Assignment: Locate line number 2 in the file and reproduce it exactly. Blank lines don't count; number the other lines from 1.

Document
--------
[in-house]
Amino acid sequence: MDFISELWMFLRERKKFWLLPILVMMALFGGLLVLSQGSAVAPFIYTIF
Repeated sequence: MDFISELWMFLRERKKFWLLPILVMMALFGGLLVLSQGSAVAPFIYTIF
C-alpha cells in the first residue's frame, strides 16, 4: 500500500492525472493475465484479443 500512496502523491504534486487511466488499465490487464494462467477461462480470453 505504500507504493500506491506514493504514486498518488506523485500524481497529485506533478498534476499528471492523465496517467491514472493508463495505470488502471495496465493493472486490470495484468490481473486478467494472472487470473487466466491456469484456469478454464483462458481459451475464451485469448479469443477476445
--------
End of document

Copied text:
Amino acid sequence: MDFISELWMFLRERKKFWLLPILVMMALFGGLLVLSQGSAVAPFIYTIF